In Europe, gambling takes place under special conditions that require a special legal framework. That may or may not be justified – in any case, online casinos, betting platforms like judi bola and players have to act accordingly.

Great Britain

In the home country of betting, gambling has developed well under a constructive legal framework. Betting and gaming has grown into an industry here that has created over 100,000 jobs. There are over 9,000 betting shops and 146 casinos. Together with around 2,000 online offers, the industry generated around billion euros every year with an upward trend.

Great Britain is particularly tolerant of foreign online casinos. There are no network blocks here, as they are known from other countries.


The country south of the Alps holds the European record for the joy of playing. Around 17 of the roughly 60 million Italians tried at least once at a game of chance in the past year. The total stake that went through the real and digital gaming tables amounts to around 100 billion euros – and that only in the legal arcades that are not controlled by organized crime.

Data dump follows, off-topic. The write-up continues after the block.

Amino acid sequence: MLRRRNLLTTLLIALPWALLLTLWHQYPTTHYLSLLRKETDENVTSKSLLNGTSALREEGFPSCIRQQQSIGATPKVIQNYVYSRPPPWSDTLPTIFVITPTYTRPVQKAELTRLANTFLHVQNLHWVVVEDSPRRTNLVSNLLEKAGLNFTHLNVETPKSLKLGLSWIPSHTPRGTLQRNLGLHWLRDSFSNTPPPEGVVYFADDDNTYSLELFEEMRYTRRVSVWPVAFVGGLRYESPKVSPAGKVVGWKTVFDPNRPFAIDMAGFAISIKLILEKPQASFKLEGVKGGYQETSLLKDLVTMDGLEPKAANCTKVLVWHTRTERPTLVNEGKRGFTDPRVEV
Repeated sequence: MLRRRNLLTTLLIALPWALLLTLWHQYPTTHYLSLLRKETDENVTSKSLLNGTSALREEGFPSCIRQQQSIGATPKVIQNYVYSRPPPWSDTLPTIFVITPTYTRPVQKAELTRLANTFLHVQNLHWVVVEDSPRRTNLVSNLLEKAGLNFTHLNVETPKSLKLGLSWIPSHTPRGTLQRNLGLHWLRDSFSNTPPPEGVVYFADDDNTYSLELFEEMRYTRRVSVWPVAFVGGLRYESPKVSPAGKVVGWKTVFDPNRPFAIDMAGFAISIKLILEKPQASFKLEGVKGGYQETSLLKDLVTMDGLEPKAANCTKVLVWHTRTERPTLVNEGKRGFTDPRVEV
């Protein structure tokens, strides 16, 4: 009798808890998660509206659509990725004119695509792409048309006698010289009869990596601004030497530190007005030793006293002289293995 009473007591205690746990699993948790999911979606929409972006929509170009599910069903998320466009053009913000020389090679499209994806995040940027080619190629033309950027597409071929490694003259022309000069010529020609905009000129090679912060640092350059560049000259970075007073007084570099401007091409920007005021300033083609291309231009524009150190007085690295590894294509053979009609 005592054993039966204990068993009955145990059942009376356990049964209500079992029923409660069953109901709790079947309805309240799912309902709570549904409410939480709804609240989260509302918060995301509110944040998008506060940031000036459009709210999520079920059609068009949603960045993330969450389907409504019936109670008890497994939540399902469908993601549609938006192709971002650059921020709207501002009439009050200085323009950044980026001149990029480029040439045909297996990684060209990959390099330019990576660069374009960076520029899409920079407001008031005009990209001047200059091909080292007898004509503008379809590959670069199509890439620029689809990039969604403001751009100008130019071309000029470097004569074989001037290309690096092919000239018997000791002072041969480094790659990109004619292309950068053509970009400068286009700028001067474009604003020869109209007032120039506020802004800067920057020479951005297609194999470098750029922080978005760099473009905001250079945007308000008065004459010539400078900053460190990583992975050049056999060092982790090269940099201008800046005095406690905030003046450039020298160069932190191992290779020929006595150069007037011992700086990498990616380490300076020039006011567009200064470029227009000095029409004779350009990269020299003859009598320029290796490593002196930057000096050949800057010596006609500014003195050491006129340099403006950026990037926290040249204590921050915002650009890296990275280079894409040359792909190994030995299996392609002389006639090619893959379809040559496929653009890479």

The Scandinavian country has introduced exemplary legislation to regulate gambling. Foreign casinos have also been allowed to offer all common types of games since 2012. There are currently 28 casinos in Denmark.

Online providers in particular have seen strong growth in recent years, whereas traditional casinos have not been able to generate any growth.

There is hardly any black market in Denmark and the authority itself investigates and blocks illegal offers once they are found.


In France, online games have been permitted to a limited extent since 2010. Currently only sports betting, horse betting and poker are allowed. The licensing behavior of the state surveillance authority is extremely restrictive. Online casinos are not permitted in their entirety. However, this prompts many French to switch to foreign providers. The unclear legal situation can, however, lead to the state withheld from players their winnings.


Although the partially state-owned Casino Austria AG holds the monopoly on gaming in Austria, the market is largely unregulated. A black market that is difficult to understand has developed, which has so far effectively defended itself against legal initiatives to better regulate gambling.


Online competitions are not permitted in this country, which basically includes all casino games including slot machines. Only sports betting and lotteries are allowed if they have a state license.

As in other countries with restrictive gaming legislation, an alternative market has developed in Germany, mostly through providers with a European license, who are usually based in Malta or Gibraltar.